Home-Based Business Tax Deductions: 5 Things You Need To Know
If you are one of the more than 18.3 million (according to the U.S. Bureau of Labor Statistics) to 38 million (according to the U.S. Census) home-based businesses in the United States, you'll be happy to know that special tax rules apply to you. Here's how you can make the most of your home-based business tax status.
1. Deduct some of your personal housing costs as a business expense.
If you meet two tests in the tax law, you can deduct a portion of your personal expenses of operating from your home as a business expense. This includes your rent if you lease or your mortgage interest and real estate taxes if you own your home, as well as utilities, insurance, repairs and other costs.
To be a deductible home office:
- Your home must be (1) your principal place of business (or a place where you do administrative chores, such as scheduling and recordkeeping, and you have no other fixed business location) or (2) a place to meet or deal with customers, clients and patients on a regular basis (telephoning customers from home isn't enough).
- You have to use the space regularly and exclusively for business (except in two special situations). This means you can't use the kitchen table as your desk by day and feed your family there at night. You don't need to use an entire room or even have a physical partition to denote the portion of a room used for business.
Generally, you deduct a portion of the expenses of a home. For example, if your home is 3,000 square feet and you use a 300-square-foot room as your office, then 10 percent of each expense of the home becomes part of the home-office deduction. You can add to this any direct expenses for the office, such as painting it.
Tip: It's helpful to take a photo of your office and keep it with your tax records in case the IRS questions your setup.
2. Rely on special rules to write off some costs of your home.
Usually, you have to use space exclusively for business in order to take a deduction. However, the exclusive use requirement doesn't apply and you can claim a home-office deduction if your home is used:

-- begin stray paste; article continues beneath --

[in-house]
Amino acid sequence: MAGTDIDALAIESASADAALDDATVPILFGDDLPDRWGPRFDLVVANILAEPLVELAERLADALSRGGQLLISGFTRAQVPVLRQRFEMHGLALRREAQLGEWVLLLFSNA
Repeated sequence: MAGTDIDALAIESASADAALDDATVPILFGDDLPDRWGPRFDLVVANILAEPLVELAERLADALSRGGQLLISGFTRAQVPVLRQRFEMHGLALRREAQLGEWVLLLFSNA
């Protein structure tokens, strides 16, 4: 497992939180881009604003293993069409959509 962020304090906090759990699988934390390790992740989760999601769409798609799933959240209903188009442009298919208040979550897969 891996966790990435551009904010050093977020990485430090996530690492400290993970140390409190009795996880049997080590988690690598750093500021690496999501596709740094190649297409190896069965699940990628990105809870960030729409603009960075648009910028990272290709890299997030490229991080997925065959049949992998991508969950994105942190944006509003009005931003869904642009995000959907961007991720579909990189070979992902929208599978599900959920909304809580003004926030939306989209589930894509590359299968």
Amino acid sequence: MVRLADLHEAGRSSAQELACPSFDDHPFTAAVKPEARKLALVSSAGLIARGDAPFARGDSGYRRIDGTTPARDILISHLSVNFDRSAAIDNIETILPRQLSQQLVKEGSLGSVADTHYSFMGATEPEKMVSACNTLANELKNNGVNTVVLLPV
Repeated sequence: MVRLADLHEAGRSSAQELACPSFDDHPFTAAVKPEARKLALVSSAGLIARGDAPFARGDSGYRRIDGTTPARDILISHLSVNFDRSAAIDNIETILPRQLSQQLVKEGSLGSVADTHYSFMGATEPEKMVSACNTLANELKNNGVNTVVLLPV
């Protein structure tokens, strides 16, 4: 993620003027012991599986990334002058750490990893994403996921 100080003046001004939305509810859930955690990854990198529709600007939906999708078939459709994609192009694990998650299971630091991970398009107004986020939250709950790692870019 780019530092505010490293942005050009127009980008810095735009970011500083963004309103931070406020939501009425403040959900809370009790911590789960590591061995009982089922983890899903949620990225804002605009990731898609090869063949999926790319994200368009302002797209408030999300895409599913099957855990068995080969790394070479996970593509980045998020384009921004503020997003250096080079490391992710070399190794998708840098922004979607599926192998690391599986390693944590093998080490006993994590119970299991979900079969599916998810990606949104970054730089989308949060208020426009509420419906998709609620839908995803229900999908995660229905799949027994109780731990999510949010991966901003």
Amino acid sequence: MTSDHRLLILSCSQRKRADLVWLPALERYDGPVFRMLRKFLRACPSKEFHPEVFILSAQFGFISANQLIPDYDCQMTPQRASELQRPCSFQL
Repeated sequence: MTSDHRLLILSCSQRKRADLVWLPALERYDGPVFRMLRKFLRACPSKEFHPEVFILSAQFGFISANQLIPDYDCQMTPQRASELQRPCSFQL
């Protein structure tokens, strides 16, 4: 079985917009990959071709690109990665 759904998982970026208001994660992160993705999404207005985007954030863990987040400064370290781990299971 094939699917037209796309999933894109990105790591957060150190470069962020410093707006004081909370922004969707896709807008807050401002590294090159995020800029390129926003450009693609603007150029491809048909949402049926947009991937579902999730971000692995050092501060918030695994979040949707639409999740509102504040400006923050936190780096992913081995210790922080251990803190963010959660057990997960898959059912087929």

- As a day-care facility to watch children, elderly people, or persons who are unable to care for themselves because of a physical or mental disability, and you meet any state licensing requirements.
- Storage for inventory or sample products for your home-based business.
3. Deduct local traveling costs from your doorstep.
If you use your car or truck to go from home to a business location, your mileage from home and back becomes a tax-deductible expense once you establish your home as your place of business. Business driving can include such activities as driving to:
- Customers, clients or patients
- Vendors or suppliers
- The bank to deposit a fee
- An office supply company to purchase toner for your printer
Tip: As with any use of a vehicle, keep a record of your business driving as required by the tax law.
4. Easily write off the cost of your computer.
Usually, if you use a computer for both personal and business purposes, you have to track business usage because first-year expensing (the Sec. 179 deduction) and accelerated depreciation is allowed for the cost of "listed property" only if business usage exceeds 50 percent of total usage -- a computer is listed property. But once you establish a home office, you don't have to keep a log because a computer used in a regular business establishment (the home office) is not considered listed property.
For example, if you buy a computer for your home office in 2010 for, say, $2,500, you may qualify to deduct the full cost as a first-year expense deduction because the computer is used in a regular business establishment.
5. Consider the impact of a home office when you sell your home.
If you own your home, claiming a home-office deduction doesn't reduce the capital gains exclusion you can take on the sale of your home. You can exclude gain up to $250,000 ($500,000 on a joint return) as long as you've owned and used the home as your principal residence for at least two of the five years preceding the date of sale. Claiming a home-office deduction doesn't affect this exclusion.
However, any depreciation you claimed in the years you took a home-office deduction is "recaptured" in the year you sell the home. "Recapture" means reporting the depreciation as a gain taxed at a 25 percent rate.
Tip: You can't choose not to claim depreciation you're entitled to because you'll still have to recapture it on a sale, so you might as well deduct depreciation when you can.
The original version of this article appeared on AOL Small Business on 4/5/11.